Tricks Of The Trade: Call Center Characteristics

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By James C. Elledge, IFMA Fellow, CFM, FMA, RPA, RIAQM
Published in the March 2011 issue of Today’s Facility Manager

Q What are the main characteristics of facility management responsibilities at call centers and contact center companies?

Anastasia Makovets
Facility Manager
Telecontact
Russia

A One of the main things you’ll want to do is create the right environment for the workers in the centers. This will involve several aspects of the facility:

  1. Infrastructure: Depending on the level of criticality for the center, you will need to provide adequate utilities (like power and air conditioning) that are always available. If the phones and computers are down, the center cannot function. You may be dealing with multiple power feeds, emergency generators, UPS systems, as well as data and voice network suppliers.
  2. Work Areas: Through observation and experience, you will be able to design workspaces that allow employees to perform their duties in an environment with enough privacy to process calls, the necessary tools (phone, computer, monitor, etc.) to complete calls, and ergonomically equipped chairs and worksurfaces which allow the work to be done in comfort, eliminating lost time caused by poor design.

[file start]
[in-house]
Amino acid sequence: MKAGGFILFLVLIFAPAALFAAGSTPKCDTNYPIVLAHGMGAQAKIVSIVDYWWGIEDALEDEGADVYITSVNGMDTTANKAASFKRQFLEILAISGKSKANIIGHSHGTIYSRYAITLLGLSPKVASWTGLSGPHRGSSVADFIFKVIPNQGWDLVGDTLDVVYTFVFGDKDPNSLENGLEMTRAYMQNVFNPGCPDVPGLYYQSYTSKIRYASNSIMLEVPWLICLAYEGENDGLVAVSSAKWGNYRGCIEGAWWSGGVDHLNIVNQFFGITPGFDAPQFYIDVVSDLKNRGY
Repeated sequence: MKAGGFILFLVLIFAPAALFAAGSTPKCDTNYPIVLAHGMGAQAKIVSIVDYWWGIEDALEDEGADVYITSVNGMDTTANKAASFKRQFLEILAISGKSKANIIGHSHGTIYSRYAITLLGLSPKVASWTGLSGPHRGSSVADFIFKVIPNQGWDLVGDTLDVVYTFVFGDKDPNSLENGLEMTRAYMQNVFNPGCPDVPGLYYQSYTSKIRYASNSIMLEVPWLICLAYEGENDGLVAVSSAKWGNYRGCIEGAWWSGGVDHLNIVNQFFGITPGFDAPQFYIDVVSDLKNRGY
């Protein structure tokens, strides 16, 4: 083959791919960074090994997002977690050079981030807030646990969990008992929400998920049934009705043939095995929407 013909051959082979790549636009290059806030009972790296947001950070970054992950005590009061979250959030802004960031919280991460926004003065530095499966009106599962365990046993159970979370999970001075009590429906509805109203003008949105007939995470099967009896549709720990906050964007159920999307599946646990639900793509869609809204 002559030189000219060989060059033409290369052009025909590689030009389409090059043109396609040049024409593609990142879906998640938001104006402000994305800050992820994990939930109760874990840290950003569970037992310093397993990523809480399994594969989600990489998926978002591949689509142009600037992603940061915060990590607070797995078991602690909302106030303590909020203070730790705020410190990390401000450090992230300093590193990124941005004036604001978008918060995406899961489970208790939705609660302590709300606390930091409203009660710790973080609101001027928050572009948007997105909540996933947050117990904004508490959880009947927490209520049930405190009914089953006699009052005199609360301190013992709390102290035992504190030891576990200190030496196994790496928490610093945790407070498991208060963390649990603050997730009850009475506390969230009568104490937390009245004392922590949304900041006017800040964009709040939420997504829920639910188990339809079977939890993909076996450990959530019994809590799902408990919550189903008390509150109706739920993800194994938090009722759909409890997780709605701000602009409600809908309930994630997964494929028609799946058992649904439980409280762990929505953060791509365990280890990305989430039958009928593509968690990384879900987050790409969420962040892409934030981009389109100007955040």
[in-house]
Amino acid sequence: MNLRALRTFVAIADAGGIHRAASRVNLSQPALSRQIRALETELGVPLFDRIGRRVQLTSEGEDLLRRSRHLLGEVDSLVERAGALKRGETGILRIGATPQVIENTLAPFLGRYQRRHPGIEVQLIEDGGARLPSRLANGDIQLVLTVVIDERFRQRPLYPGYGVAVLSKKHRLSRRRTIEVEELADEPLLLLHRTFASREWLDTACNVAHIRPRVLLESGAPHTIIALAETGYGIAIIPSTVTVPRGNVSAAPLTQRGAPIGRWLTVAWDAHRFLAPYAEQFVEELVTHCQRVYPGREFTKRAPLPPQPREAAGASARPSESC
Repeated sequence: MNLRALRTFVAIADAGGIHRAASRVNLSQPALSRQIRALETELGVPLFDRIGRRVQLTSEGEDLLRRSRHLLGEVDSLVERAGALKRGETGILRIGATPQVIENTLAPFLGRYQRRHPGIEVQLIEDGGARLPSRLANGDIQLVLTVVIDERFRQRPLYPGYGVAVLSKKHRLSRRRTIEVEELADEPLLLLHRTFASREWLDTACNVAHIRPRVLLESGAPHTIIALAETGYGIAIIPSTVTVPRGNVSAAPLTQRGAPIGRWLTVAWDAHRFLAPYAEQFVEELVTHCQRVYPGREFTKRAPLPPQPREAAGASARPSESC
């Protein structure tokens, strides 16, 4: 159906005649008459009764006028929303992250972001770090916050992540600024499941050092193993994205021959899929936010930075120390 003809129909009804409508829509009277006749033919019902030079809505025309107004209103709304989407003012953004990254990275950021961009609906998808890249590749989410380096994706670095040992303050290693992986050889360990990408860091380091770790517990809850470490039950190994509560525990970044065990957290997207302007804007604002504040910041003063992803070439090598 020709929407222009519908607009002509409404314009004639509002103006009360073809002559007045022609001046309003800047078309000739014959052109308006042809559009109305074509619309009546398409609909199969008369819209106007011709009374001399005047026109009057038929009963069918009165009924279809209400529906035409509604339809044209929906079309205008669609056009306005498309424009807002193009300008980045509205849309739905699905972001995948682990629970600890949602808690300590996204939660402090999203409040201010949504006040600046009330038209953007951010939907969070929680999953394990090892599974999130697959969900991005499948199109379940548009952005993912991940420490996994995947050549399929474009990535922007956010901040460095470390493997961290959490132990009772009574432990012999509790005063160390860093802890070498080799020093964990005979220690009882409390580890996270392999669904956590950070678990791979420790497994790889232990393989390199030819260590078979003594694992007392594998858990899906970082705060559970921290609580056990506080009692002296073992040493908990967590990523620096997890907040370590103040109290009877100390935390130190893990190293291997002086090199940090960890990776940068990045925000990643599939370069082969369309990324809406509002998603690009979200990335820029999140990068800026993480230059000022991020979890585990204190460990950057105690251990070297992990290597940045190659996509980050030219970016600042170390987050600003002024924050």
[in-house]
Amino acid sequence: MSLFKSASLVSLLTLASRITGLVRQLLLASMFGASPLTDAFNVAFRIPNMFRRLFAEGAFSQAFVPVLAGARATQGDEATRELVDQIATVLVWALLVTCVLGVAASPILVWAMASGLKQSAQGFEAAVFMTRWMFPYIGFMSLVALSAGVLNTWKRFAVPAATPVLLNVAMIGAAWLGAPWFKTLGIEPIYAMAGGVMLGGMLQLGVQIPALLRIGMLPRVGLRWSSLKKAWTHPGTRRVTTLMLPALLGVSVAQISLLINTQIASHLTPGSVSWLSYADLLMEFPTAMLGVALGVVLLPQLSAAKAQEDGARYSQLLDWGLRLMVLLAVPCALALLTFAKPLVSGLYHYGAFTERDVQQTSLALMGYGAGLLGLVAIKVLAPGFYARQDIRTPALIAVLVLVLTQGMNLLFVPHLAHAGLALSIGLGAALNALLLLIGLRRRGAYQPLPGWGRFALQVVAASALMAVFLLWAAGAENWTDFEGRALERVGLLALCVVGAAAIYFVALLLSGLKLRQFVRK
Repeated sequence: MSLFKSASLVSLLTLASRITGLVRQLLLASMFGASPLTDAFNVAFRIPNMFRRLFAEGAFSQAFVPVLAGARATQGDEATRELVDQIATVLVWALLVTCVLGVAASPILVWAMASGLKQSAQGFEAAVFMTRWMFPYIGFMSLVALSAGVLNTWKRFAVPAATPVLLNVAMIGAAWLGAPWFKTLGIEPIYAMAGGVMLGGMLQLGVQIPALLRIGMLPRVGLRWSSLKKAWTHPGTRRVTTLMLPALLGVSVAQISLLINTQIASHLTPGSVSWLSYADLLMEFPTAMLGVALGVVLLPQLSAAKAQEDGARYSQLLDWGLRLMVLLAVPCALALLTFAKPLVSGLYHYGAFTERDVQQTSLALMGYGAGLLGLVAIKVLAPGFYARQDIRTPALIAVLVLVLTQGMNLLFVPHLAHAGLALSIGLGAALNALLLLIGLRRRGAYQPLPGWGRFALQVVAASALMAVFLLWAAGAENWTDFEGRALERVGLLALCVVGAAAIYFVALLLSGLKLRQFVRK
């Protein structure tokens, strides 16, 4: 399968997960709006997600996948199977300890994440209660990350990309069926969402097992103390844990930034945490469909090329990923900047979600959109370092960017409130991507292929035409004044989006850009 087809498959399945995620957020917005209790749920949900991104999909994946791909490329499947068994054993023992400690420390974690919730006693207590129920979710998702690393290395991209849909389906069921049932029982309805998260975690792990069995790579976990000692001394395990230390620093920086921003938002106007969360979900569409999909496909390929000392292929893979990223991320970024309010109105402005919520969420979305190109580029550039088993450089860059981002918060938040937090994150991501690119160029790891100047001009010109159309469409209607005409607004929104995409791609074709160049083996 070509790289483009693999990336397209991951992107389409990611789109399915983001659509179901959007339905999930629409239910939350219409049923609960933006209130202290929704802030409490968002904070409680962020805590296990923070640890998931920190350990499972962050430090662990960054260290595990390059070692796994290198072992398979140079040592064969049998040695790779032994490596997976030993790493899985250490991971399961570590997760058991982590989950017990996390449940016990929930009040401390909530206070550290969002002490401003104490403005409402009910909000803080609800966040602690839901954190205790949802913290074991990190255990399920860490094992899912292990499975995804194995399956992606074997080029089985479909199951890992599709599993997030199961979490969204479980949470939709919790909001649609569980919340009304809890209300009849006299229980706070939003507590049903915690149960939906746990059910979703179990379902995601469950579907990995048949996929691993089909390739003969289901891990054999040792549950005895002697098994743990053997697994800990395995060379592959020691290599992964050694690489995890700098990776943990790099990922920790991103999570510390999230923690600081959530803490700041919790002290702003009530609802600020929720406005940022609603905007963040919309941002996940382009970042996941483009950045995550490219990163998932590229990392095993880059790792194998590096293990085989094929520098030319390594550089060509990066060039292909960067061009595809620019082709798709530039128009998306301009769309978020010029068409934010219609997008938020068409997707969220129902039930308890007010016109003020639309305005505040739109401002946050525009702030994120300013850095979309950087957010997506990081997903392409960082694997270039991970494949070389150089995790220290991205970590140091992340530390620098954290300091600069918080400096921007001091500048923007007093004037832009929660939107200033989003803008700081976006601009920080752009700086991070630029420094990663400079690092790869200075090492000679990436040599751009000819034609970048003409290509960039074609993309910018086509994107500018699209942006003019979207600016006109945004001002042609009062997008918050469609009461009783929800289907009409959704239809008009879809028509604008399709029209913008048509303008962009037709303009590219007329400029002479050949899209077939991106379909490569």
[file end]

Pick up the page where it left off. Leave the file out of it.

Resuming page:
3. Training/Conference Areas: Call centers usually require many different rooms to accommodate employee training, counseling, and project meetings. The different sizes will need to allow for one-on-one sessions, group meetings, and large assemblies.

Your space for employees will be less than most standards you will see, since you will have more employees in smaller work stations. You will have to address service calls for too hot/too cold, lighting, restroom supplies, and how to perform the work if the center is always occupied.

All questions have been submitted via the “Ask The Expert” portion of the magazine’s web site. To pose a question, visit this link.

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